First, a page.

Compassion belongs on every leaders strategic agenda. Jayne E Dutton
There is no longer any doubt that compassion in the workplace tips the bottomline. In their book Compassion at Work, Monica Worline and Jayne Dutton articulate the well established evidence that shows that where compassion is part of the values of an organisation there is a measurable difference in productivity and financial performance. Gallop researchers cautioned senior leaders after the September 11 terrorist attacks:
When compassion is called for, know that your bottom line is at stake.
Responding compassionately at work can lead to greater compassion. A great deal of satisfaction comes from helping others and those who witness acts of compassion are more likely to behave positively to others. It’s contagious! Compassion is wired into our brains and our bodies in ways that both reward and motivate us.
In addition, a series of studies in 2012 demonstrated that people who act compassionately are perceived more strongly as leaders and that perceived intelligence (i.e., how clever and knowledgeable the person is) mediated the relationship between compassion and leadership.
It gets better: compassionate organisations even have a competitive advantage because of compassion’s role in enhancing collective capabilities such as innovation, service quality, adaptability and collaboration.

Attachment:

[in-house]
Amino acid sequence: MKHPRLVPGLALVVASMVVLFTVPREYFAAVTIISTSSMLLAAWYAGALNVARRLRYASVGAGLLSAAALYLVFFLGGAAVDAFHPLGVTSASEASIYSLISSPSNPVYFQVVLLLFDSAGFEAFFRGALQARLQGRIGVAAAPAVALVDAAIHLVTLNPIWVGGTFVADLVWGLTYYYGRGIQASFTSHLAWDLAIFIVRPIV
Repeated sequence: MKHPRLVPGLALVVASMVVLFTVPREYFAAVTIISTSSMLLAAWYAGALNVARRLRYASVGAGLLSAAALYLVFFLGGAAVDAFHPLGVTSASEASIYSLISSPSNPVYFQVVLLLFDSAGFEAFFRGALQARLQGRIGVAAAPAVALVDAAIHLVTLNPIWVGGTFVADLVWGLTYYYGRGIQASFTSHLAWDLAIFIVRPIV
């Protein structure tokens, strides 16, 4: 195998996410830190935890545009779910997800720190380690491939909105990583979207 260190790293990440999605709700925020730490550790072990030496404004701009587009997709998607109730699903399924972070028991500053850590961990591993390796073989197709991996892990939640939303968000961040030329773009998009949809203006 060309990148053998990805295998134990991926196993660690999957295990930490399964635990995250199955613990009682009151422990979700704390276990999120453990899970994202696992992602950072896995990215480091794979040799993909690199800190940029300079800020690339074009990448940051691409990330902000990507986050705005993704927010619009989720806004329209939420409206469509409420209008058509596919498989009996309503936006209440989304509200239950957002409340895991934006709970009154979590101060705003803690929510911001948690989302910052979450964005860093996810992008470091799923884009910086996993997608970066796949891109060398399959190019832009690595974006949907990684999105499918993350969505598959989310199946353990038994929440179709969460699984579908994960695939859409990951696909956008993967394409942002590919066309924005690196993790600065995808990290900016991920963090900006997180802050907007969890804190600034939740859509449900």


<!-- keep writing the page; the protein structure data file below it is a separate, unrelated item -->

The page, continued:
Think of it this way: when human suffering threatens to diminish collective capabilities such as working together creatively and quickly, compassion restores and even strengthens the organisations ability to accomplish its aims.
Our work lives provide us with so many opportunities to grow our compassionate capabilities and to practice being what Jayne Downing referred to as a Compassion Architect. If you lead in an organisation where you provide services to others; work in teams; are required to be innovative and are serious about reducing workplace stress, compassion needs to flourish.
Learning how to lead with compassion requires courage and creativity. On the 27th and 28th April 2017 we’re holding a Compassionate Leadership Retreat at Woodend, Victoria. We’re inviting 28 leaders to join us. We’re looking for leaders who want to embody a way of leading that requires openness and self awareness.
You can read about the Compassionate Leadership Retreat HERE
We’re bringing together a Neuroscientist, a Social Innovator, a Grief Therapist, a Creative, and a Movement and Breath Teacher. Now all we need is YOU to come and spend two days in the Macedon Ranges learning, contemplating, moving and talking.
Here’s a sneak peak of Dr Fiona Kerr talking about How great leaders rewire their brains ( we’re spending time with Fiona at the Compassionate Leadership Retreat).
See you at the Retreat.